Also on Tuesday, the head of Facebook’s Calibra project, David Marcus, is questioned by members of the US Banking, Housing and Urban Affairs Committee about the company’s proposed digital currency and data privacy concerns. Amazon’s Prime Day sales end. Shannon Bond has an analysis of its importance to the company.
On Wednesday, in London, BBC director-general Tony Hall makes his annual appearance before the Commons Digital, Culture, Media and Sport Committee to answer questions on the broadcaster’s performance over the past year. Its gender pay gap, the salaries of top stars and the controversial decision to end free TV licences for most over-75s from June 2020 are sure to come up.
IAs the earnings season starts to pick up, chip equipment maker ASML and telecoms infrastructure provider Ericsson report in Europe, before IBM, Netflix and eBay report after the bell in the US. Technology stocks appear particularly vulnerable to a drop in second-quarter earnings. Analysts estimate earnings per share at tech companies will shrink by just over 7 per cent on average compared to the second quarter last year.
On Thursday, Microsoft is expected to post a rise in its fourth-quarter profit and revenue after the market closes, powered by growth in its flagship cloud product Azure. Investors will be on the lookout for comments on its next-generation Xbox console, known as “Project Scarlett” and on the impact of the trade war between Washington and Beijing. SAP is expected to report second-quarter results before the market opens.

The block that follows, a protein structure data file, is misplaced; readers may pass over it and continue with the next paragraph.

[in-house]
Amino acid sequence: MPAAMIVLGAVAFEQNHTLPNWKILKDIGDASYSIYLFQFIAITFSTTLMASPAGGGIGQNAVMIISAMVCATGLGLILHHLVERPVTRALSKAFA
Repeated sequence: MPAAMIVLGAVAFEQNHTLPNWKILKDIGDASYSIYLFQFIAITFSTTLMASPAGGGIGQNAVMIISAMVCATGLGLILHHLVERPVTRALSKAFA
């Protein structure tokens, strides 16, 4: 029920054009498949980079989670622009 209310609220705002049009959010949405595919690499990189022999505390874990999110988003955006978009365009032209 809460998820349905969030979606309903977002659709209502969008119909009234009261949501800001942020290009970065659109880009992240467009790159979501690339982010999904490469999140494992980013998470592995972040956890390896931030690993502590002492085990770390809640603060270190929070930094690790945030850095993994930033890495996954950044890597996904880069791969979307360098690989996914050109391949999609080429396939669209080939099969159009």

Tech tools — Bose Frames
Think of augmented reality glasses and you probably imagine a bulky headset displaying holographic images and virtual worlds. You probably do not think of Bose, the 55-year-old headphone and speaker manufacturer, writes Tim Bradshaw in this week’s Tech Teardown.
Yet Bose Frames, a new pair of sunglasses released globally earlier this summer, provide just as intriguing a glimpse at the future of post-smartphone computing as Microsoft’s Hololens or Magic Leap. Much like Snapchat’s Spectacles added a camera and a Bluetooth connection to a pair of regular sunglasses in 2016, Bose Frames add a wireless audio system. Tiny speakers in the arms of the $199/£199 glasses take the place of traditional headphones or earbuds. Read more